With the relaunch, NewYorker.com runs on WordPress, a more robust, user-friendly CMS. “We’re looking at almost total upside there,” Thompson tells me. Because the tools are no longer getting in the way of producers doing their job, NewYorker.com is now able to publish a greater volume of stories every day. The site used to top out at 10 or 12 stories each day: now, it publishes around 20 per day. “It’s a lot easier to be productive now, and we can now make the site fresh a lot more quickly than we used to,” says Thompson.
The Curse of Meh: Why Being Extraordinary Is Not a Matter of Being Universally Liked but of Being Polarizing | Brain Pickings
But the notion that variance is a good thing holds out across nearly every field of endeavor as well as in science. (Smell, the most direct of our senses, is best triggered by dissonant input.) In social science, it is known as “the pratfall effect.” Rudder explains:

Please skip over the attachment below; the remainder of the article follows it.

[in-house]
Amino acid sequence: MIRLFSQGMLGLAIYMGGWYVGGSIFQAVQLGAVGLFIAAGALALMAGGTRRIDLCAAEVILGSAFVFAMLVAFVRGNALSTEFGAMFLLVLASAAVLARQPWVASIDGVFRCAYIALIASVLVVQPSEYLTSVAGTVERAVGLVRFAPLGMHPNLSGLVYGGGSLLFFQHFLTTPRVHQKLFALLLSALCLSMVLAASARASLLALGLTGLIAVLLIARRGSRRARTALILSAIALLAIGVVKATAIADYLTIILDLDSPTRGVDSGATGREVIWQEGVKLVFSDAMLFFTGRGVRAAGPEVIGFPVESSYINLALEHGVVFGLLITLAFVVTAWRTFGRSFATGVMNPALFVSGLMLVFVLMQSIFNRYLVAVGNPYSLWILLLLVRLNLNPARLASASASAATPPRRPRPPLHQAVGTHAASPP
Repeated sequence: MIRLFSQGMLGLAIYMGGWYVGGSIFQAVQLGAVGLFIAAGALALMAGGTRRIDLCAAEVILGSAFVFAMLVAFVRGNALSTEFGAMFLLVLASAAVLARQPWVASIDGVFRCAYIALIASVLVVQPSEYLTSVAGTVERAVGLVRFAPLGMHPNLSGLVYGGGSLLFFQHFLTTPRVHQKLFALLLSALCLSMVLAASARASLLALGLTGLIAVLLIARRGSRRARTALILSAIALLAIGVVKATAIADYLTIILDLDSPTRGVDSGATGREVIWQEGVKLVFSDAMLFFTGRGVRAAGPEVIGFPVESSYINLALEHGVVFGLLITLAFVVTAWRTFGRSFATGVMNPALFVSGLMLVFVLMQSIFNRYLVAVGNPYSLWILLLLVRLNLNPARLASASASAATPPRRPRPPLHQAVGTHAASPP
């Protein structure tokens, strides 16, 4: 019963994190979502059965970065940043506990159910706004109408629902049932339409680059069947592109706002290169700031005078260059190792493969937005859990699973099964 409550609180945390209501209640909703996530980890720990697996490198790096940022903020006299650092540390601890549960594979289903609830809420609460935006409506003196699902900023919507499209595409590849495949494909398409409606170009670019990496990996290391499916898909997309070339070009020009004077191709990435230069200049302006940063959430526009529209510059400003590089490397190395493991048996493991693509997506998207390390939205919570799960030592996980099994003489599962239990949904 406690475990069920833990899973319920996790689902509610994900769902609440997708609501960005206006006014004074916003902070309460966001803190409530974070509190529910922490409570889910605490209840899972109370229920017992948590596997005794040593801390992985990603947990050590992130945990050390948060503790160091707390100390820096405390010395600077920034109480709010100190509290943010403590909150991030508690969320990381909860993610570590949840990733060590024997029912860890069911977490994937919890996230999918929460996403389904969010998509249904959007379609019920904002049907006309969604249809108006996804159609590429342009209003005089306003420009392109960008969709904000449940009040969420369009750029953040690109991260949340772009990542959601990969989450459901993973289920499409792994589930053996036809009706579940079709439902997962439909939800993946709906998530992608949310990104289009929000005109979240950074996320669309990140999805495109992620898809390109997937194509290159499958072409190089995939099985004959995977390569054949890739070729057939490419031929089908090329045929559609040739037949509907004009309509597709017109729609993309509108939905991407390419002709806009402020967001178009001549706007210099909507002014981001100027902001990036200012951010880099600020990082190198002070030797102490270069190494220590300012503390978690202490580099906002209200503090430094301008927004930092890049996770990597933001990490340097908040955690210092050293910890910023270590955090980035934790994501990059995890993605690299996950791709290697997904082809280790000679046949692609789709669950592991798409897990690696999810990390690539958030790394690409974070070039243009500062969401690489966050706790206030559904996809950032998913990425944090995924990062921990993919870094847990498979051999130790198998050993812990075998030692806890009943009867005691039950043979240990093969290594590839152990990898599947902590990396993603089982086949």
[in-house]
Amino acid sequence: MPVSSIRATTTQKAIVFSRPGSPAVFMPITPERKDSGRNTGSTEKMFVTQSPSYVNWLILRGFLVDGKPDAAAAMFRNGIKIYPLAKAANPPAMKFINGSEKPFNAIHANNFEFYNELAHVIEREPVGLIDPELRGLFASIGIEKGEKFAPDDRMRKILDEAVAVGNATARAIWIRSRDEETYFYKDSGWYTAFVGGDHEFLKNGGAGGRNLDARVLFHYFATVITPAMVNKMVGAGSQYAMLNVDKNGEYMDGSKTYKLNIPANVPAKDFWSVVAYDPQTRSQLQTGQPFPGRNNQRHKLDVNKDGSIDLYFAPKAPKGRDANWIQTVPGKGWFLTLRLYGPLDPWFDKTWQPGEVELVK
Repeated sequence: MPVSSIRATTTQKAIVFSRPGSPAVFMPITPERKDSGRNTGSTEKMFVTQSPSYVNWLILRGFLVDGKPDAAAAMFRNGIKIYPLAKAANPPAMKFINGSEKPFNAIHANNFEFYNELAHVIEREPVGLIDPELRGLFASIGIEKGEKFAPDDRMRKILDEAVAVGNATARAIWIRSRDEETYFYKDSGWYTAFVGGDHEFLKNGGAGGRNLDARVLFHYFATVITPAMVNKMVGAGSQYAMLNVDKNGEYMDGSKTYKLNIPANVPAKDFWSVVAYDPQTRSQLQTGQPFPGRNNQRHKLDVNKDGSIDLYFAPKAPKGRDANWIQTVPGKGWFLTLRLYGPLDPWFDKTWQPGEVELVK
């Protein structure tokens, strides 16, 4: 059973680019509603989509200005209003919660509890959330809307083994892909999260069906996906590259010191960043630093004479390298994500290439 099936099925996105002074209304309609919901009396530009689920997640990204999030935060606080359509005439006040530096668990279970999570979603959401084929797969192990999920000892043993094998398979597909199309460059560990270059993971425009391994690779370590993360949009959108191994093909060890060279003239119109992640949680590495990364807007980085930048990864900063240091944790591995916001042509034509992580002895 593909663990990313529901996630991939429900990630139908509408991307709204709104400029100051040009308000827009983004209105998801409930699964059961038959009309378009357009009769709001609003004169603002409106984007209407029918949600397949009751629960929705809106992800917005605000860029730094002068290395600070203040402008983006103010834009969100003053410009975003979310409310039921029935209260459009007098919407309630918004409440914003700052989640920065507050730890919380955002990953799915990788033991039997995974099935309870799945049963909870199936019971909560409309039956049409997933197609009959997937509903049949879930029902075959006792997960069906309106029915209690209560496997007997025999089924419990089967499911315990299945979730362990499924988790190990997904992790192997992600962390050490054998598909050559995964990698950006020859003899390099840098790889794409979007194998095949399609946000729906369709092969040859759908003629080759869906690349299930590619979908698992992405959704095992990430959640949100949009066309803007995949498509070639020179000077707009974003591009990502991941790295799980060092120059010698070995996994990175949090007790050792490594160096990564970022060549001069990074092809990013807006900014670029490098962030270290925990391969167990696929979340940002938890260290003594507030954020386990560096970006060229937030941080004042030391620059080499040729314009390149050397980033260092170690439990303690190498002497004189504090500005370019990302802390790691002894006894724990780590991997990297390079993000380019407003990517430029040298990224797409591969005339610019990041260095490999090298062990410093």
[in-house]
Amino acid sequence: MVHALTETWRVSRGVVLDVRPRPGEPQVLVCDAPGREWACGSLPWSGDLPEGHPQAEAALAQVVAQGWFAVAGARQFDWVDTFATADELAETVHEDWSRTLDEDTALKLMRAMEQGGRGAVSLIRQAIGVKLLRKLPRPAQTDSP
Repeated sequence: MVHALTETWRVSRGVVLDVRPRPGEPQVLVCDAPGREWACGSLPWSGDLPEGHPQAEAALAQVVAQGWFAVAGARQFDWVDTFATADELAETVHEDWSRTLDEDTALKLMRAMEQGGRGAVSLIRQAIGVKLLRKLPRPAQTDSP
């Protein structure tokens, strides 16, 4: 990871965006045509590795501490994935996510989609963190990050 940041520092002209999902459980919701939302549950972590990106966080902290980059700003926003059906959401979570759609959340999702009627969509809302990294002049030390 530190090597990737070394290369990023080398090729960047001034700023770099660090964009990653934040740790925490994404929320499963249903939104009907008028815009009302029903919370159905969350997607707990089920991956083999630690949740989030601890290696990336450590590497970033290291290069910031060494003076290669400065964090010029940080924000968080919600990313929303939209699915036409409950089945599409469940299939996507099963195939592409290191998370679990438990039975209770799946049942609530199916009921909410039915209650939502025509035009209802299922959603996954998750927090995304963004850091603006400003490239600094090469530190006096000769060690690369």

As long as you’re generally competent, making a small, occasional mistake makes people think you’re morecompetent. Flaws call out the good stuff all the more.
In a sentiment that calls to mind Anne Lamott’s beautifully argued case against perfection, Rudder adds:
This need for imperfection might just be how our brains are put together.
Rudder’s conclusion might come off as a platitude, were it not for the hard data and profound insight behind it:
At the end of it, given that everyone on Earth has some kind of flaw, the real moral here is: be yourself and be brave about it. Certainly trying to fit in, just for its own sake, is counterproductive… It also sounds a lot like the advice a mother gives, along with a pat on the head, to her big-nosed and brace-faced son when he’s fourteen and can’t figure out why he isn’t more popular. But either way, there it is, in the numbers.